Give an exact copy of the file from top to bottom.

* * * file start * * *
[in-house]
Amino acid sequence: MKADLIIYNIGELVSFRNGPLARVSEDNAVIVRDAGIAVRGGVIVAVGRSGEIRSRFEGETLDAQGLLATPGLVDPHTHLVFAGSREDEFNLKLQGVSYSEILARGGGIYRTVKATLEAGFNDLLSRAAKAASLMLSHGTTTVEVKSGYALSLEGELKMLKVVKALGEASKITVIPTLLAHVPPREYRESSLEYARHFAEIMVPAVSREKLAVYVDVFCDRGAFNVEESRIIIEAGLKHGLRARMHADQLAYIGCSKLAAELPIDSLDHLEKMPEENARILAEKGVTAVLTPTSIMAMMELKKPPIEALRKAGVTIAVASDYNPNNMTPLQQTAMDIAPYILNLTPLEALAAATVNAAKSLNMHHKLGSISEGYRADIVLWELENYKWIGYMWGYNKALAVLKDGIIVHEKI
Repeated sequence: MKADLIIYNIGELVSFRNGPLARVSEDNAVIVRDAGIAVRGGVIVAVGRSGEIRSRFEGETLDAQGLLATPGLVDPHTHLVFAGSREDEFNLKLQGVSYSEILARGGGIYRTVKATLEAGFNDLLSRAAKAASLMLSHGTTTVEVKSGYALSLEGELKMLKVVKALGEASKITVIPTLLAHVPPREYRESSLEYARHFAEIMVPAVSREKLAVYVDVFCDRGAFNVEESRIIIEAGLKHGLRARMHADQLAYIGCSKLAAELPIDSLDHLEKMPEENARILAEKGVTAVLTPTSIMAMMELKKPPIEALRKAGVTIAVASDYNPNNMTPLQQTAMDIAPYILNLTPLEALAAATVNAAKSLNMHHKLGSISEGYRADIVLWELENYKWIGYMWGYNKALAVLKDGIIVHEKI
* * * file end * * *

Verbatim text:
[in-house]
Amino acid sequence: MKADLIIYNIGELVSFRNGPLARVSEDNAVIVRDAGIAVRGGVIVAVGRSGEIRSRFEGETLDAQGLLATPGLVDPHTHLVFAGSREDEFNLKLQGVSYSEILARGGGIYRTVKATLEAGFNDLLSRAAKAASLMLSHGTTTVEVKSGYALSLEGELKMLKVVKALGEASKITVIPTLLAHVPPREYRESSLEYARHFAEIMVPAVSREKLAVYVDVFCDRGAFNVEESRIIIEAGLKHGLRARMHADQLAYIGCSKLAAELPIDSLDHLEKMPEENARILAEKGVTAVLTPTSIMAMMELKKPPIEALRKAGVTIAVASDYNPNNMTPLQQTAMDIAPYILNLTPLEALAAATVNAAKSLNMHHKLGSISEGYRADIVLWELENYKWIGYMWGYNKALAVLKDGIIVHEKI
Repeated sequence: MKADLIIYNIGELVSFRNGPLARVSEDNAVIVRDAGIAVRGGVIVAVGRSGEIRSRFEGETLDAQGLLATPGLVDPHTHLVFAGSREDEFNLKLQGVSYSEILARGGGIYRTVKATLEAGFNDLLSRAAKAASLMLSHGTTTVEVKSGYALSLEGELKMLKVVKALGEASKITVIPTLLAHVPPREYRESSLEYARHFAEIMVPAVSREKLAVYVDVFCDRGAFNVEESRIIIEAGLKHGLRARMHADQLAYIGCSKLAAELPIDSLDHLEKMPEENARILAEKGVTAVLTPTSIMAMMELKKPPIEALRKAGVTIAVASDYNPNNMTPLQQTAMDIAPYILNLTPLEALAAATVNAAKSLNMHHKLGSISEGYRADIVLWELENYKWIGYMWGYNKALAVLKDGIIVHEKI